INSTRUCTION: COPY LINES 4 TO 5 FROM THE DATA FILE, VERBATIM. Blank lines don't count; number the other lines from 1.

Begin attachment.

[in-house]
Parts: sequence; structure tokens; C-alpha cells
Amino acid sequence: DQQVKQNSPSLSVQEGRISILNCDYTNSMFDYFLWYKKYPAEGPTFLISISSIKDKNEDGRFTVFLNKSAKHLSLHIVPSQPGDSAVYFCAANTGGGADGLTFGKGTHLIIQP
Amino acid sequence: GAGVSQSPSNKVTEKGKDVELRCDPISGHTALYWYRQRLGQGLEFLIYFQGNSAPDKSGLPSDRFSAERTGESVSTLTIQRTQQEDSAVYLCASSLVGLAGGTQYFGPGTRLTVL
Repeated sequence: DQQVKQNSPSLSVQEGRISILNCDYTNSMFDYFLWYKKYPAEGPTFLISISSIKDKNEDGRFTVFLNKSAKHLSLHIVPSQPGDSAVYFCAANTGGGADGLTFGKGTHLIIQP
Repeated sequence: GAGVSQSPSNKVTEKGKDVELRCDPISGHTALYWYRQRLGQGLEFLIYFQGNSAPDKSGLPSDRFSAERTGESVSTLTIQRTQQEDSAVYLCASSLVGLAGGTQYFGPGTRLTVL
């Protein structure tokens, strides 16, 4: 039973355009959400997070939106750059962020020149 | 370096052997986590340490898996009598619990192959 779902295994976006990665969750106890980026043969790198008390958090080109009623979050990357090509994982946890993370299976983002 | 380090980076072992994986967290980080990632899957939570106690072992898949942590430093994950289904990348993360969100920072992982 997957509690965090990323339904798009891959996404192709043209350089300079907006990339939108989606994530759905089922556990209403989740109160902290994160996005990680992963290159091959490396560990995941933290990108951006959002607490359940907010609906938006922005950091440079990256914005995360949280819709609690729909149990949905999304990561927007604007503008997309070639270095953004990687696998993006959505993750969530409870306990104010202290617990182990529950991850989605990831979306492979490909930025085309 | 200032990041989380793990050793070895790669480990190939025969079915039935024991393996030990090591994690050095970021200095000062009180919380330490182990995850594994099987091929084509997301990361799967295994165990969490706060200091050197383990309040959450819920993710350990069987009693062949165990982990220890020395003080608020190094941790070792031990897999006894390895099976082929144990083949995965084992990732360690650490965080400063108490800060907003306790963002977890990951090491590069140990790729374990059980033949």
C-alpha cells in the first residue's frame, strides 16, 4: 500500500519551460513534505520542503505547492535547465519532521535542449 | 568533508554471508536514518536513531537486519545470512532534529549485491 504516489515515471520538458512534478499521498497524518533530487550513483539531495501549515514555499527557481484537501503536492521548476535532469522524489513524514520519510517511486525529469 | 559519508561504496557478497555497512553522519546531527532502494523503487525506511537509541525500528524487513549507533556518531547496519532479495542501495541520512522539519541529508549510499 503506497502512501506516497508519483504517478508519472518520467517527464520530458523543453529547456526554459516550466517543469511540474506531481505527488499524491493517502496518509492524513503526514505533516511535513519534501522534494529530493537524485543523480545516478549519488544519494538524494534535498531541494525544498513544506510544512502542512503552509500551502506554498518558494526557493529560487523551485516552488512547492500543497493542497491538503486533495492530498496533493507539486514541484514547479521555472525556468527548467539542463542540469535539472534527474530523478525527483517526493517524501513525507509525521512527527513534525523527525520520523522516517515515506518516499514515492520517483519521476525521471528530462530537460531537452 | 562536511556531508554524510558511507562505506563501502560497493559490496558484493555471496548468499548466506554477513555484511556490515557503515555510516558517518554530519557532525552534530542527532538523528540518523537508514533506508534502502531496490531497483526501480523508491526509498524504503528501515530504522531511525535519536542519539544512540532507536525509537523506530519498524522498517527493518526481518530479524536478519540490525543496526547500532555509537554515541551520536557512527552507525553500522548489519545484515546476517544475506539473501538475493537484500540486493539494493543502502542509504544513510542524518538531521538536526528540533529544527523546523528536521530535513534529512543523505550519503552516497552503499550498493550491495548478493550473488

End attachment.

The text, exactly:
Amino acid sequence: GAGVSQSPSNKVTEKGKDVELRCDPISGHTALYWYRQRLGQGLEFLIYFQGNSAPDKSGLPSDRFSAERTGESVSTLTIQRTQQEDSAVYLCASSLVGLAGGTQYFGPGTRLTVL
Repeated sequence: DQQVKQNSPSLSVQEGRISILNCDYTNSMFDYFLWYKKYPAEGPTFLISISSIKDKNEDGRFTVFLNKSAKHLSLHIVPSQPGDSAVYFCAANTGGGADGLTFGKGTHLIIQP